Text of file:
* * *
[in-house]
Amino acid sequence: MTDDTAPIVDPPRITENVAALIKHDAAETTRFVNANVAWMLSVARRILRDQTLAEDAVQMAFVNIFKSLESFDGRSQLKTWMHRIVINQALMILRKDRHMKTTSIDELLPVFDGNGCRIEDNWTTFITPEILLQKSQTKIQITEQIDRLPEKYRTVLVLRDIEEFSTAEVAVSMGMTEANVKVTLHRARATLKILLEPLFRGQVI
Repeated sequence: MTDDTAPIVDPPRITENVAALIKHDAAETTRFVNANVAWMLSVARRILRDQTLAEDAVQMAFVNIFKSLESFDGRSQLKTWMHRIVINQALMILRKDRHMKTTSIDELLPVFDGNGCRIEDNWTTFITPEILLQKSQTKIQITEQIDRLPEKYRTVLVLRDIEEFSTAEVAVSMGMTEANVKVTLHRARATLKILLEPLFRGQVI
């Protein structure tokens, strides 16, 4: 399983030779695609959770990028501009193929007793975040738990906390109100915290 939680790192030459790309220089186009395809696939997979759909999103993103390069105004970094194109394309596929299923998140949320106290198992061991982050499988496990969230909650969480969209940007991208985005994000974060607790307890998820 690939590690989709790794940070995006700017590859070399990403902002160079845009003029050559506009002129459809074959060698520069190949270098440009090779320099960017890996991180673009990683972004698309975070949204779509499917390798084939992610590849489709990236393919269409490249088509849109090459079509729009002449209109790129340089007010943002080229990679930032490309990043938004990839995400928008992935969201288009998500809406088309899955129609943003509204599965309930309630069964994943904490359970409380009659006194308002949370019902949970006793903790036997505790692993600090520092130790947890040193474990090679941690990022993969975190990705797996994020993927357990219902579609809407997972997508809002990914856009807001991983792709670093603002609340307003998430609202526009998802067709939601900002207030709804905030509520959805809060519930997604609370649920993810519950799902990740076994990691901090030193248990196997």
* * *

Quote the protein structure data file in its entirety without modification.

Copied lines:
[in-house]
Amino acid sequence: MTDDTAPIVDPPRITENVAALIKHDAAETTRFVNANVAWMLSVARRILRDQTLAEDAVQMAFVNIFKSLESFDGRSQLKTWMHRIVINQALMILRKDRHMKTTSIDELLPVFDGNGCRIEDNWTTFITPEILLQKSQTKIQITEQIDRLPEKYRTVLVLRDIEEFSTAEVAVSMGMTEANVKVTLHRARATLKILLEPLFRGQVI
Repeated sequence: MTDDTAPIVDPPRITENVAALIKHDAAETTRFVNANVAWMLSVARRILRDQTLAEDAVQMAFVNIFKSLESFDGRSQLKTWMHRIVINQALMILRKDRHMKTTSIDELLPVFDGNGCRIEDNWTTFITPEILLQKSQTKIQITEQIDRLPEKYRTVLVLRDIEEFSTAEVAVSMGMTEANVKVTLHRARATLKILLEPLFRGQVI
């Protein structure tokens, strides 16, 4: 399983030779695609959770990028501009193929007793975040738990906390109100915290 939680790192030459790309220089186009395809696939997979759909999103993103390069105004970094194109394309596929299923998140949320106290198992061991982050499988496990969230909650969480969209940007991208985005994000974060607790307890998820 690939590690989709790794940070995006700017590859070399990403902002160079845009003029050559506009002129459809074959060698520069190949270098440009090779320099960017890996991180673009990683972004698309975070949204779509499917390798084939992610590849489709990236393919269409490249088509849109090459079509729009002449209109790129340089007010943002080229990679930032490309990043938004990839995400928008992935969201288009998500809406088309899955129609943003509204599965309930309630069964994943904490359970409380009659006194308002949370019902949970006793903790036997505790692993600090520092130790947890040193474990090679941690990022993969975190990705797996994020993927357990219902579609809407997972997508809002990914856009807001991983792709670093603002609340307003998430609202526009998802067709939601900002207030709804905030509520959805809060519930997604609370649920993810519950799902990740076994990691901090030193248990196997």